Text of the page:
Help Encourage Independence in Your Teen: 5 Tips

Your teen is going through a significant phase of development, discovering who they are as a unique individual. You have the exciting (and sometimes frustrating) task as a parent of encouraging them to develop the independence they will need as a healthy, young adult. Here are some tips for how you can best support them on this journey.

1. Respect Their Feelings

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In order to help your teen gain more independence, it’s important that you listen to and understand their feelings. This will demonstrate to them that their feelings have importance and value, which can help them to assert themselves to others in the future. Giving them a boost to their self-esteem and confidence doesn’t hurt either.

2. Show Support

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You can also help your teen foster a sense of independence by supporting them. Put simply, feeling independent is very different from feeling alone; if your teen feels like they have a strong support system, then they will feel more confident in themselves. Balance this by respecting their privacy and space, which will help them grow into the unique individual that they are.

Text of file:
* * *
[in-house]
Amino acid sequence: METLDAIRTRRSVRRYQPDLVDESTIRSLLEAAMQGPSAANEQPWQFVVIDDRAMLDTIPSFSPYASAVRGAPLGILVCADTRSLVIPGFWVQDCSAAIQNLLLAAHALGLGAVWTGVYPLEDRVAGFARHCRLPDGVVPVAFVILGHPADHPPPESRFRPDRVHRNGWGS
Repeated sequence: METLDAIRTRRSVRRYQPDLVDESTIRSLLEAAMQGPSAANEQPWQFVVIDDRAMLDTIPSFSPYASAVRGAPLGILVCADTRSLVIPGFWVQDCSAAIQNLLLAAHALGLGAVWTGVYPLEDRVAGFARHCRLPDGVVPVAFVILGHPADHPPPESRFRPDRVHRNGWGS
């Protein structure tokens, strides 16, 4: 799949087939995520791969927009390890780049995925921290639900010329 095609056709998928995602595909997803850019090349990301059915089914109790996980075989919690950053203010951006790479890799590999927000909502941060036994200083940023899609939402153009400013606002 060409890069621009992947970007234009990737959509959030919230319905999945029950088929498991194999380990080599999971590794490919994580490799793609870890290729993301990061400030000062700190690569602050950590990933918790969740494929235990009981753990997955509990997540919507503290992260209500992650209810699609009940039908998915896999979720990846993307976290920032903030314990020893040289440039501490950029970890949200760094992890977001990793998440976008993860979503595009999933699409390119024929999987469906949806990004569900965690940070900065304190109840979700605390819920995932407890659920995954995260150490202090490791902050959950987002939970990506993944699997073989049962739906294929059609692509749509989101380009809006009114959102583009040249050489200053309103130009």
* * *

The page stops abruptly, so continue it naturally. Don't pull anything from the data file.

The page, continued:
3. Develop Decision Making Skills

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When your teen develops good decision-making skills, this will aid them in growing more independent. Teach them how to explore various options and to weigh the pros and cons of a situation. You can also help them understand how to troubleshoot situations when they don’t quite go as planned. This will help your teen to make decisions on their own, rather than constantly relying on others.

4. Encourage Their Passions

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During teenage years, we all go through a process of trial and error—we try out various activities in an attempt to understand what we are truly passionate about. Encourage your teen in this exploration as they develop their own unique sense of passion and purpose and as they set goals towards new accomplishments.

5. Share Responsibility

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Finally, for teens to really feel independent, you need to give them opportunities to exercise it. Have them plan a meal, get their input on a family outing, let them watch their younger siblings or trust them to go on a trip with their friends. While they might mistakes along the way, this is how your teen can really begin to put their independence into practice.

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